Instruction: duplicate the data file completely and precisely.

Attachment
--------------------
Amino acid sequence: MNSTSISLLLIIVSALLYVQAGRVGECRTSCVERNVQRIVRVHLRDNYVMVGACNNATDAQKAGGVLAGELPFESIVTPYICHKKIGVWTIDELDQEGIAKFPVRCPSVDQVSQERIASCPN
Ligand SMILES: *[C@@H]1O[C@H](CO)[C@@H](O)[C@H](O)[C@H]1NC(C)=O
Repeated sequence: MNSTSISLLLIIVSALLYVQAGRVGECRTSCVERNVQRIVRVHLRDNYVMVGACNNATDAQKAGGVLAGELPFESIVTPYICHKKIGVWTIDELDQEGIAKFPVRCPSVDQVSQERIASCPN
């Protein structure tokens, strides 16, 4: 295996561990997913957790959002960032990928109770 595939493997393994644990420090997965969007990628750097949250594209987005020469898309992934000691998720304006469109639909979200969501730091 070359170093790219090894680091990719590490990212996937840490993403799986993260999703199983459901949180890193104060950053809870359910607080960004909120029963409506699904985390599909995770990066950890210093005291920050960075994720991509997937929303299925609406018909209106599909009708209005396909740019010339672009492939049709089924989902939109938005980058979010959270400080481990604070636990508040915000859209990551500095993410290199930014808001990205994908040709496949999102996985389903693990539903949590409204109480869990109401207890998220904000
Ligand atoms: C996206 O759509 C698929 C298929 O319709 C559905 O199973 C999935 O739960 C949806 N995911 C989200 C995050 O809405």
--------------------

Amino acid sequence: MNSTSISLLLIIVSALLYVQAGRVGECRTSCVERNVQRIVRVHLRDNYVMVGACNNATDAQKAGGVLAGELPFESIVTPYICHKKIGVWTIDELDQEGIAKFPVRCPSVDQVSQERIASCPN
Ligand SMILES: *[C@@H]1O[C@H](CO)[C@@H](O)[C@H](O)[C@H]1NC(C)=O
Repeated sequence: MNSTSISLLLIIVSALLYVQAGRVGECRTSCVERNVQRIVRVHLRDNYVMVGACNNATDAQKAGGVLAGELPFESIVTPYICHKKIGVWTIDELDQEGIAKFPVRCPSVDQVSQERIASCPN
């Protein structure tokens, strides 16, 4: 295996561990997913957790959002960032990928109770 595939493997393994644990420090997965969007990628750097949250594209987005020469898309992934000691998720304006469109639909979200969501730091 070359170093790219090894680091990719590490990212996937840490993403799986993260999703199983459901949180890193104060950053809870359910607080960004909120029963409506699904985390599909995770990066950890210093005291920050960075994720991509997937929303299925609406018909209106599909009708209005396909740019010339672009492939049709089924989902939109938005980058979010959270400080481990604070636990508040915000859209990551500095993410290199930014808001990205994908040709496949999102996985389903693990539903949590409204109480869990109401207890998220904000
Ligand atoms: C996206 O759509 C698929 C298929 O319709 C559905 O199973 C999935 O739960 C949806 N995911 C989200 C995050 O809405």